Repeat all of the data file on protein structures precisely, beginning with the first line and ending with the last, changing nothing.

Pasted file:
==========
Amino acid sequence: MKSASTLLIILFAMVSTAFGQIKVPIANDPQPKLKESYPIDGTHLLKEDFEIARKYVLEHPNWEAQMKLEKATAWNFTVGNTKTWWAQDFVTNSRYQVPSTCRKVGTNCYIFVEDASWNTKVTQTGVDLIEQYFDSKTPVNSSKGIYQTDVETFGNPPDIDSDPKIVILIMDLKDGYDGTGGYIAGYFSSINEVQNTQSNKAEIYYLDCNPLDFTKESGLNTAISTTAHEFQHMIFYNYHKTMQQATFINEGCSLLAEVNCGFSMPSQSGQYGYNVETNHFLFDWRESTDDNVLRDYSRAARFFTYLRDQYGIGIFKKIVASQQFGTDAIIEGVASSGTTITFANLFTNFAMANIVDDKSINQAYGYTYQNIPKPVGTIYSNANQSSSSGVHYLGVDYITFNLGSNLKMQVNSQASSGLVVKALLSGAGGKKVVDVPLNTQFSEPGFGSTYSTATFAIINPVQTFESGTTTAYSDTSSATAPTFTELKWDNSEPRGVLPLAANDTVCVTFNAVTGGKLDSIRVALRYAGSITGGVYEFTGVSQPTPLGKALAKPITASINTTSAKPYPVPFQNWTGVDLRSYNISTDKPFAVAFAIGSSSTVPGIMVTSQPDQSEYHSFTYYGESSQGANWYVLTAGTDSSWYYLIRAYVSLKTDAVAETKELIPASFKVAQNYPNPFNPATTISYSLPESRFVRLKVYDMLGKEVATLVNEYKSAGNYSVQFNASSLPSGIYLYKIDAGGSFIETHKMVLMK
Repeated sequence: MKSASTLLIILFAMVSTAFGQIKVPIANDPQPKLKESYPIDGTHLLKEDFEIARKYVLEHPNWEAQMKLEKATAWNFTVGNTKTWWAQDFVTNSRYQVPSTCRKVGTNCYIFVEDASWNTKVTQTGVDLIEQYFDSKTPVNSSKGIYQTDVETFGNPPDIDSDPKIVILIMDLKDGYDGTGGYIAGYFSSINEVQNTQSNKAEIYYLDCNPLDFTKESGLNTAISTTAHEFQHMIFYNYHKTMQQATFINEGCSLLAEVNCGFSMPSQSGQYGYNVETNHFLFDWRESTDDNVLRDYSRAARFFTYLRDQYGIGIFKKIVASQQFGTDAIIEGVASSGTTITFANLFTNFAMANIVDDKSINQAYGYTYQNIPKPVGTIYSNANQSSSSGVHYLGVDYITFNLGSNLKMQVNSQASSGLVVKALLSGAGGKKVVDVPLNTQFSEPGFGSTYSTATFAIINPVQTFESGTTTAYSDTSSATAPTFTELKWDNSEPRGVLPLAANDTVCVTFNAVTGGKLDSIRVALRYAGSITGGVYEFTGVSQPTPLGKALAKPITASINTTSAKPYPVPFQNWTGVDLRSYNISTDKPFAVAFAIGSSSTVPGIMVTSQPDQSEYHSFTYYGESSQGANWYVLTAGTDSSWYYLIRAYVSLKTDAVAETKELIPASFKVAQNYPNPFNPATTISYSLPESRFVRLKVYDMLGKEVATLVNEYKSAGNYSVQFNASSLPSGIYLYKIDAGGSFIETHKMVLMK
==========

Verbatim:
Amino acid sequence: MKSASTLLIILFAMVSTAFGQIKVPIANDPQPKLKESYPIDGTHLLKEDFEIARKYVLEHPNWEAQMKLEKATAWNFTVGNTKTWWAQDFVTNSRYQVPSTCRKVGTNCYIFVEDASWNTKVTQTGVDLIEQYFDSKTPVNSSKGIYQTDVETFGNPPDIDSDPKIVILIMDLKDGYDGTGGYIAGYFSSINEVQNTQSNKAEIYYLDCNPLDFTKESGLNTAISTTAHEFQHMIFYNYHKTMQQATFINEGCSLLAEVNCGFSMPSQSGQYGYNVETNHFLFDWRESTDDNVLRDYSRAARFFTYLRDQYGIGIFKKIVASQQFGTDAIIEGVASSGTTITFANLFTNFAMANIVDDKSINQAYGYTYQNIPKPVGTIYSNANQSSSSGVHYLGVDYITFNLGSNLKMQVNSQASSGLVVKALLSGAGGKKVVDVPLNTQFSEPGFGSTYSTATFAIINPVQTFESGTTTAYSDTSSATAPTFTELKWDNSEPRGVLPLAANDTVCVTFNAVTGGKLDSIRVALRYAGSITGGVYEFTGVSQPTPLGKALAKPITASINTTSAKPYPVPFQNWTGVDLRSYNISTDKPFAVAFAIGSSSTVPGIMVTSQPDQSEYHSFTYYGESSQGANWYVLTAGTDSSWYYLIRAYVSLKTDAVAETKELIPASFKVAQNYPNPFNPATTISYSLPESRFVRLKVYDMLGKEVATLVNEYKSAGNYSVQFNASSLPSGIYLYKIDAGGSFIETHKMVLMK
Repeated sequence: MKSASTLLIILFAMVSTAFGQIKVPIANDPQPKLKESYPIDGTHLLKEDFEIARKYVLEHPNWEAQMKLEKATAWNFTVGNTKTWWAQDFVTNSRYQVPSTCRKVGTNCYIFVEDASWNTKVTQTGVDLIEQYFDSKTPVNSSKGIYQTDVETFGNPPDIDSDPKIVILIMDLKDGYDGTGGYIAGYFSSINEVQNTQSNKAEIYYLDCNPLDFTKESGLNTAISTTAHEFQHMIFYNYHKTMQQATFINEGCSLLAEVNCGFSMPSQSGQYGYNVETNHFLFDWRESTDDNVLRDYSRAARFFTYLRDQYGIGIFKKIVASQQFGTDAIIEGVASSGTTITFANLFTNFAMANIVDDKSINQAYGYTYQNIPKPVGTIYSNANQSSSSGVHYLGVDYITFNLGSNLKMQVNSQASSGLVVKALLSGAGGKKVVDVPLNTQFSEPGFGSTYSTATFAIINPVQTFESGTTTAYSDTSSATAPTFTELKWDNSEPRGVLPLAANDTVCVTFNAVTGGKLDSIRVALRYAGSITGGVYEFTGVSQPTPLGKALAKPITASINTTSAKPYPVPFQNWTGVDLRSYNISTDKPFAVAFAIGSSSTVPGIMVTSQPDQSEYHSFTYYGESSQGANWYVLTAGTDSSWYYLIRAYVSLKTDAVAETKELIPASFKVAQNYPNPFNPATTISYSLPESRFVRLKVYDMLGKEVATLVNEYKSAGNYSVQFNASSLPSGIYLYKIDAGGSFIETHKMVLMK